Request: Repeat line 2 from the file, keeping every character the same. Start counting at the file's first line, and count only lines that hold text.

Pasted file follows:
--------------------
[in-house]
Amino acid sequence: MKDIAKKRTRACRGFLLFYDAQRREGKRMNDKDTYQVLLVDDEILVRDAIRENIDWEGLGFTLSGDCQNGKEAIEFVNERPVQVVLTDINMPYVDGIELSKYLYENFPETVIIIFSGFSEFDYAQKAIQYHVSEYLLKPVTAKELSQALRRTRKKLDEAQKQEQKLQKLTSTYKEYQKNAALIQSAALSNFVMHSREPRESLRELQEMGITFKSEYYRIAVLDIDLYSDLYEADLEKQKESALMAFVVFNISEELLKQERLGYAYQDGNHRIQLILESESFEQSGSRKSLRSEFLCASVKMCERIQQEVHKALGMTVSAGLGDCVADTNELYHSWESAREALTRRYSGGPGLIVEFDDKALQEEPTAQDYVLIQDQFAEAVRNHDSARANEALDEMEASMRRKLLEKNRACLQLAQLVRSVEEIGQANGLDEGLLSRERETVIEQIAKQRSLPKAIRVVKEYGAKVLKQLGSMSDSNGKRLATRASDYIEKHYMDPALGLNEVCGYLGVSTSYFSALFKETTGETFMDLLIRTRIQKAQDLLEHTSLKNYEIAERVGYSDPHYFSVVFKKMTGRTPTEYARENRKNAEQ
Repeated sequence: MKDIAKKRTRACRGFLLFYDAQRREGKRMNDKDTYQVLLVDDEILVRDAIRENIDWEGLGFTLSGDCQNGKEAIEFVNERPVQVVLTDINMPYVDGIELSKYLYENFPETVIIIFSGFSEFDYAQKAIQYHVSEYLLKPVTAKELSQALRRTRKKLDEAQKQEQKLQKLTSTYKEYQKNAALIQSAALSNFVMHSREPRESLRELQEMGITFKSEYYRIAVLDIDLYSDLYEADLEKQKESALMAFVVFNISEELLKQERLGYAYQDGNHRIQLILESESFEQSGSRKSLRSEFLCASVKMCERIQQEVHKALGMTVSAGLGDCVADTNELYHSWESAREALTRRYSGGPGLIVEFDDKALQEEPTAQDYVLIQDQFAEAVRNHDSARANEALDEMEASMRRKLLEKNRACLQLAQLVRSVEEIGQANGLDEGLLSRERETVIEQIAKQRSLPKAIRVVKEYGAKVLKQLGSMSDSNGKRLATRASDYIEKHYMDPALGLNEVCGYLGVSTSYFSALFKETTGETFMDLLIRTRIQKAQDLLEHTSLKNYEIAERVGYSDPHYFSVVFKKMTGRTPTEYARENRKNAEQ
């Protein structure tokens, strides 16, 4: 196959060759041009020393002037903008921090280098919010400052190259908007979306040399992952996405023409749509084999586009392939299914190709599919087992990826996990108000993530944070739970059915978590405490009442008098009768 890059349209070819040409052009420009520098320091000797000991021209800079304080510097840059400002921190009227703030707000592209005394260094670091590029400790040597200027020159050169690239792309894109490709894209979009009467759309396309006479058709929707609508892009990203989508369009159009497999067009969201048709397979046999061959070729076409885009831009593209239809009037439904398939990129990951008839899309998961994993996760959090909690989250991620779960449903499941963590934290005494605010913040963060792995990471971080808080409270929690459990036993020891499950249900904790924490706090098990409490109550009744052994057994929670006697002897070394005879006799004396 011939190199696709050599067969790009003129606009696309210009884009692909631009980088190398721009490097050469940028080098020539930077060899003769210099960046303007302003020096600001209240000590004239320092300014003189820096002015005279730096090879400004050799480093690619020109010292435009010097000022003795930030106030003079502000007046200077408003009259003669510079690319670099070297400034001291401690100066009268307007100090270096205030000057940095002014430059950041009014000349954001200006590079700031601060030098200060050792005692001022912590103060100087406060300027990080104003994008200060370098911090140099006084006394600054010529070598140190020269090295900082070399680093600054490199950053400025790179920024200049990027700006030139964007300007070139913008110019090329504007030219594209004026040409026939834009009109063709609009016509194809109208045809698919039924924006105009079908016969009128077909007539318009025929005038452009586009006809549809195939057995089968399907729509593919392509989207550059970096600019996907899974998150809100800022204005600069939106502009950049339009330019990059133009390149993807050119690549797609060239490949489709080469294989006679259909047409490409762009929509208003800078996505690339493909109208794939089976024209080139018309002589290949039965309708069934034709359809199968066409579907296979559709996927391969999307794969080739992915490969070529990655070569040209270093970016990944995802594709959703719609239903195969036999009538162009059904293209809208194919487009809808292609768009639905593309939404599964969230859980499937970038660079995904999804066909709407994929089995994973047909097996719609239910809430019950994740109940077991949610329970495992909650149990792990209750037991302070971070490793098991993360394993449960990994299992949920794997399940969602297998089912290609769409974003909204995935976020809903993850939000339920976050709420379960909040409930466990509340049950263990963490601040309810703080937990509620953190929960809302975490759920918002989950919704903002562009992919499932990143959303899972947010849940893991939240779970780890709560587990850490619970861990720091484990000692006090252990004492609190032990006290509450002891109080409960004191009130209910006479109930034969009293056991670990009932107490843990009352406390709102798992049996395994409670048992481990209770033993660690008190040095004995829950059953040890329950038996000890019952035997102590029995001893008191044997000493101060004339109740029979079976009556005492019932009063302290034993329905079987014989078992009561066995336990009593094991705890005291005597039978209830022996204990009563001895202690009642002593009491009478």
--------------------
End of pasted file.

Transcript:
Amino acid sequence: MKDIAKKRTRACRGFLLFYDAQRREGKRMNDKDTYQVLLVDDEILVRDAIRENIDWEGLGFTLSGDCQNGKEAIEFVNERPVQVVLTDINMPYVDGIELSKYLYENFPETVIIIFSGFSEFDYAQKAIQYHVSEYLLKPVTAKELSQALRRTRKKLDEAQKQEQKLQKLTSTYKEYQKNAALIQSAALSNFVMHSREPRESLRELQEMGITFKSEYYRIAVLDIDLYSDLYEADLEKQKESALMAFVVFNISEELLKQERLGYAYQDGNHRIQLILESESFEQSGSRKSLRSEFLCASVKMCERIQQEVHKALGMTVSAGLGDCVADTNELYHSWESAREALTRRYSGGPGLIVEFDDKALQEEPTAQDYVLIQDQFAEAVRNHDSARANEALDEMEASMRRKLLEKNRACLQLAQLVRSVEEIGQANGLDEGLLSRERETVIEQIAKQRSLPKAIRVVKEYGAKVLKQLGSMSDSNGKRLATRASDYIEKHYMDPALGLNEVCGYLGVSTSYFSALFKETTGETFMDLLIRTRIQKAQDLLEHTSLKNYEIAERVGYSDPHYFSVVFKKMTGRTPTEYARENRKNAEQ